But it did not save them from defeat.
Behind a dominant Wheeler and a healthy supply of early offense, highlighted by Chris Young's two-run home run in the fourth inning, the Mets coasted to a 4-1 win over the Phillies last night.
The Phillies are 11-16 in home games this season. They are averaging 3.5 runs per game at Citizens Bank Park this season; they've scored three runs or fewer in seven of their last 12 games at home.
"So far we haven't put it together - we have to fix that," Carlos Ruiz said. "We have to stay strong, come tomorrow with a different mentality. We have to give credit to that guy, he was pitching real well.
Ruiz was one of the few (only?) Phillies hitters who looked competent against Wheeler, going 1-for-2 with a double and long out to centerfield in two at-bats against him.
"He was pretty sharp," manager Ryne Sandberg said of Wheeler. "He was ahead in the count on just about every hitter. That made it tough with his higher fastball and his breaking stuff."
Wheeler held the Phillies to a run on four hits in 6 1/3 innings. He had nine strikeouts and zero walks.
"He established his fastball; we weren't able to get some swings on it," Sandberg said. "A lot of takes. A lot of behind the counts . . . He mixed in some backdoor sliders to lefties and some curves and changeups."
Wheeler, who is celebrating his 24th birthday today, was probably the perfect pitcher for the Phillies to see as their season continues to careen toward another bottom-division finish. And not because they're masochists who enjoy being shut out.
Five years ago, the San Francisco Giants selected Wheeler with the sixth overall pick in the 2009 draft. In 6 days, the Phillies will try to find a future star with the seventh pick in the first round of the MLB draft; it's the highest pick they've had since selecting Gavin Floyd fourth overall in 2001.
But that's not the only reason Phils management should have been envious as they watched Wheeler mow down the home team's hitters. Three years ago, the Mets acquired Wheeler from the Giants in a trade-deadline deal that sent Carlos Betran to San Francisco.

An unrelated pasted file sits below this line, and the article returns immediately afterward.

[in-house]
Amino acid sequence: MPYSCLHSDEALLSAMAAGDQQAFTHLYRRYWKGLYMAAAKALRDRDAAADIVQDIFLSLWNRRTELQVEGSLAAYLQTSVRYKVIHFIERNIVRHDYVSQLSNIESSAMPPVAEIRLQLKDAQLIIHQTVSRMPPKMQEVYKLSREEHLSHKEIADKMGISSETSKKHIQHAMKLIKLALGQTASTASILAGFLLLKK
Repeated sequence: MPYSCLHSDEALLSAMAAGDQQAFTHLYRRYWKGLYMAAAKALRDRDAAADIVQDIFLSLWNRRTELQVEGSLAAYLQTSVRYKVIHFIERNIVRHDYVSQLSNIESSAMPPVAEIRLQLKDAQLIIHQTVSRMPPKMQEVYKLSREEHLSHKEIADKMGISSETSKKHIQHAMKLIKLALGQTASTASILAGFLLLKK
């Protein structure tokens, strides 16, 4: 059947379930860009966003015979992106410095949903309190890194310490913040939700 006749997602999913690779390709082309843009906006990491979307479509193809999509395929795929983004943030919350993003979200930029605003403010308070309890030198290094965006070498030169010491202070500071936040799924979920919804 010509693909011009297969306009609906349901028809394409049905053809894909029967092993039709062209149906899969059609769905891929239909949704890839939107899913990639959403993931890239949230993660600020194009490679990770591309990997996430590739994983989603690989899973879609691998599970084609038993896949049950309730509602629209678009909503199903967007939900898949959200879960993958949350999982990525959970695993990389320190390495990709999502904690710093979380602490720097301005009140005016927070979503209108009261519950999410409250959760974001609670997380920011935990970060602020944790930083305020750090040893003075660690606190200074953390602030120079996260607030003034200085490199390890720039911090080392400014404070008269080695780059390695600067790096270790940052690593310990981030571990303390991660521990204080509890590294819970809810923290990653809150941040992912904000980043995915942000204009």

If the Phillies (23-28) decide to sell off veteran parts before this year's deadline in the next two months, they could do a lot worse than to acquire a young talent or two of Wheeler's caliber.
Last night, the holy triumvirate of the aging Phillies lineup - Jimmy Rollins, Chase Utley and Ryan Howard - were a combined 0-for-12 with nine strikeouts. After hitting two home runs and knocking in nine runs in his last two starts, including a walkoff home run on Wednesday, Howard went 0-for-4 with four strikeouts.
But they were not alone. As a whole, the Phillies struck out 15 times in 31 at-bats.
One night removed from a ninth-inning rally against the Rockies, the Phils went home quietly against the Mets: five of the final six batters struck out.
"We were just behind in the count the whole game," Sandberg said. "We couldn't pull the trigger on his fastball. [Wheeler] got better as the game went on with his breaking stuff. Even the relievers had pretty good stuff."
David Buchanan (1-1), making his second major league start, was the hard-luck loser. The righthander gave up four runs (three earned) in 6 2/3 innings, but Young's home run was arguably the only mistake he made.
The Mets scored first in a second inning that began with two of the first three hitters reaching on a bunt and an infield hit. In the fifth, an inning after Young's home run increased their lead to 3-0, the Mets tacked on another run when Cesar Hernandez made his second error in as many games at third base and then failed to tag third on a force play.
Hernandez, a natural second baseman, didn't begin playing third base until March.
"He's getting an opportunity to gain experience; that's the bottom line, due to circumstances," Sandberg said of Hernandez, who made his seventh straight start at third in place of the injured Cody Asche. "He's showed some good glove work in earlier games. Just a couple of misreads tonight."
On Twitter: @ryanlawrence21